I manage to grind away and chip up slowly but surely, until I'm actually back up to around 36k chips. Still well below average stack by this point, but plenty deep in relation to the blinds. Nothing much happens, and other players are taking a lot of time in hands so the end of the day is near-approaching. In fact, our table is only going to play one more hand, and I turn over the edge of my cards to reveal QQ...

UTG minraises. He is a pretty active player, and we're playing maybe 7-handed so it's not scary. Button calls, I 3bet fairly large. I do this because it presents both players with opportunities to isolate me given my stack size, plus the pot size is large for me with their chips, blinds and antes already there, and if they both fold I'll be perfectly happy. As it turns out, UTG thinks for quite a while then calls, and surprising to me the button decides to join the ride and call too.

Flop comes Txxdd, and I lead out a decent size. UTG thinks for a short while then calls, button folds. Turn Kh. This is not a great card for me, plus UTG's flop call range is a bit scary for me. If I felt pretty good overall, the K turn certainly changed this. I've got a decent hand, but it's certainly pretty fragile here. I check, and villain also checks. I suppose the fact he checks is quite interesting, because he would maybe want to bet for value/protection with a lot of his strongest hands, and equally may take a stab with the worst stuff he gets to turn with now. So it's pretty hard to say what he's checking with.

River comes Qd. Almost everything I'm worried about on the turn is now losing to me, yet they are still very strong holdings from his perspective (sets, two pair). It is another question how many of them check turn, but IP he may want to encourage me to bluff river when he has those hands, since they are not particularly fragile against hands which they are beating on turn (e.g. JJ, my QQ). I decide that my cbet flop-check turn is not a particularly strong line that I am presenting, so it makes a lot of sense to make a pot-sized shove OTR. I could easily be trying to make his middle strength hands fold, and he may think I'm shoving hands for value which are actually losing to some of his value range (e.g. two-pair, worse set). So I expect I'm getting paid by all the hands I'm wanting value from. At the same time, I don't see the villain having much that beats me, because I discounted most AJ from his range on flop (and possibly even some preflop). Villain can have some flushes, but there are not many combos of those, especially given the preflop action, and of those hands I expect some to raise flop, so again I am not too worried there.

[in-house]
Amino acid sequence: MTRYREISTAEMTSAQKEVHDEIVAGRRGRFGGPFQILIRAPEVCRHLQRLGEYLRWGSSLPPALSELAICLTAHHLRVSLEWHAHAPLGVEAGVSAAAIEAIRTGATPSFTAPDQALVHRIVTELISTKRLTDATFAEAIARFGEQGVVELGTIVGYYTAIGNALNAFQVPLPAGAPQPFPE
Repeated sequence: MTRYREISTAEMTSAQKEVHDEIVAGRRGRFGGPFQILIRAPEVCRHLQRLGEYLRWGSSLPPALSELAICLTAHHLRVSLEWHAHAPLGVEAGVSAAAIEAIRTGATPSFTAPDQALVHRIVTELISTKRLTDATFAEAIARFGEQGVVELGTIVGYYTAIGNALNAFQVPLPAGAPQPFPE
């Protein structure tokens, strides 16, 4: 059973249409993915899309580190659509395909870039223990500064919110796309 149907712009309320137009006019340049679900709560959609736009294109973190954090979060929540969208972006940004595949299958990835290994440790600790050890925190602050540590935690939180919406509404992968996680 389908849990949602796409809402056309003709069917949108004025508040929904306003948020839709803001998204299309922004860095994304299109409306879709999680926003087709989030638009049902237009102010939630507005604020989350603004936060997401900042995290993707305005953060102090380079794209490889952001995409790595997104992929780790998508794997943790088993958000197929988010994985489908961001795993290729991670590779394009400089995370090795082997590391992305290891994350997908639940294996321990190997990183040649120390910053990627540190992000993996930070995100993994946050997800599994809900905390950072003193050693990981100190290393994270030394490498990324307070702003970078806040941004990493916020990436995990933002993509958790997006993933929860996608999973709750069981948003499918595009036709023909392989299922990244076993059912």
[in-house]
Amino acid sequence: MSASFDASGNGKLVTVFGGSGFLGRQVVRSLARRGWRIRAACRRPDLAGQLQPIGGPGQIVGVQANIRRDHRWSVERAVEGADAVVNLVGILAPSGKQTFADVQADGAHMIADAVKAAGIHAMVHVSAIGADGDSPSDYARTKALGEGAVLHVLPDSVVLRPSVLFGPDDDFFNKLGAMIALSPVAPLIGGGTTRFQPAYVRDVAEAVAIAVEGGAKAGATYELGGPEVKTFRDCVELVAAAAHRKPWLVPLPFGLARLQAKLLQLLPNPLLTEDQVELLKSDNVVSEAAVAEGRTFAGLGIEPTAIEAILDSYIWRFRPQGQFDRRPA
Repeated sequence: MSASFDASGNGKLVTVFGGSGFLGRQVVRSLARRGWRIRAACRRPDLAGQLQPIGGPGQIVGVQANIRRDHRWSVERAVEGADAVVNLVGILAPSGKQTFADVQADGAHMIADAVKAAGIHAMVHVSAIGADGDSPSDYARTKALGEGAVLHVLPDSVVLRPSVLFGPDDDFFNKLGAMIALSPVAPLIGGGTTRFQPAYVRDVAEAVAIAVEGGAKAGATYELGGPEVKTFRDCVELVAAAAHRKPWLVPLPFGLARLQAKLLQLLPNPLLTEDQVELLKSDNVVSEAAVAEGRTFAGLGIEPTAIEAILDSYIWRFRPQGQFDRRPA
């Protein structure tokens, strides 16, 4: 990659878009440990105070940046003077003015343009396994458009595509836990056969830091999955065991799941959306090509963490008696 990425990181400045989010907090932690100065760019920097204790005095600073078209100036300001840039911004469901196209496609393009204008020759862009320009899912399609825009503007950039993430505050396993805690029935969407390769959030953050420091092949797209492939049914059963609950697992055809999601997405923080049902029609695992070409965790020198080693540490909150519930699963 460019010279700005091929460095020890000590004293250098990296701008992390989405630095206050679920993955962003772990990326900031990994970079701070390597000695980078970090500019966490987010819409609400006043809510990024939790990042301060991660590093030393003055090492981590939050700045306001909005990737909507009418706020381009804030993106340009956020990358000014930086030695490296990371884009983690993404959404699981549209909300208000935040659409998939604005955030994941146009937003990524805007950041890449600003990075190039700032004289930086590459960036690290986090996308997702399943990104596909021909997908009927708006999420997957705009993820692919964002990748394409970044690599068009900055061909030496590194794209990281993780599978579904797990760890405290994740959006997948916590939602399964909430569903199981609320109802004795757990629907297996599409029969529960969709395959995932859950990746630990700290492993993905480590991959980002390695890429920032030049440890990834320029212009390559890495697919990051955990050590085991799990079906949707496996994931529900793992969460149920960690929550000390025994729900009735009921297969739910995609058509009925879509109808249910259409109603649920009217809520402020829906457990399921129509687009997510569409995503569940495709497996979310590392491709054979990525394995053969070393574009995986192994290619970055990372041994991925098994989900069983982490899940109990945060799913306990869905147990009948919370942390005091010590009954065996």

So I shove river pretty quickly, and the villain to my surprise snap calls and reveals AdTd. I'm out, last hand of the day before we bag up.

The first reaction was a bit of shock and being punched in the gut, and everything slows down a bit. Really, Qd is the only hand in the deck I expect to lose my stack on the river with. Most runouts I'm going to win, some I will check/fold (possibly all other diamond rivers if he bets enough, Ax), and some I will check/call. Others may go check-check. So the final hand of the day, and the final card on the deck, is the only card which is sending me home on Day One.

Unfortunately the bust is late enough that all train services are finished for the night, and instead of forking out on a big taxi fare I go and catch a night bus in the pouring rain. I feel like this is the highlight of the evening anyway.

On the way home I go over the 5-bet hand, AA hand and QQ hand in every single way, thinking of what happened and what could have been done differently. In the end I decide that I played every hand the way I wanted to (in that moment), with the AA and QQ hands just being super standard. Only the 5-bet hand on reflection and hindsight could - and perhaps should - have been averted.

Anyway, a good measure of 60% volume Glenfarclas and some Dexter on the couch and I'm feeling drained, but pretty chilled out. The next day I wake up feeling the same, but overall really happy with the whole experience. Participating in such an event, seeing every woman in sight going over to Sorel Mizzi at my table, playing pretty solid poker and feeling like one of the strongest players around, getting so much EV in one day, suffering such disappointment which grows character, it was something which if reflected on in the right way, will really be something positive I will take going into the future. Similar to before the WCOOP breakthrough, I am confident that a big breakthrough will come further down the line on the live stage, and I'm truly grateful and excited for it.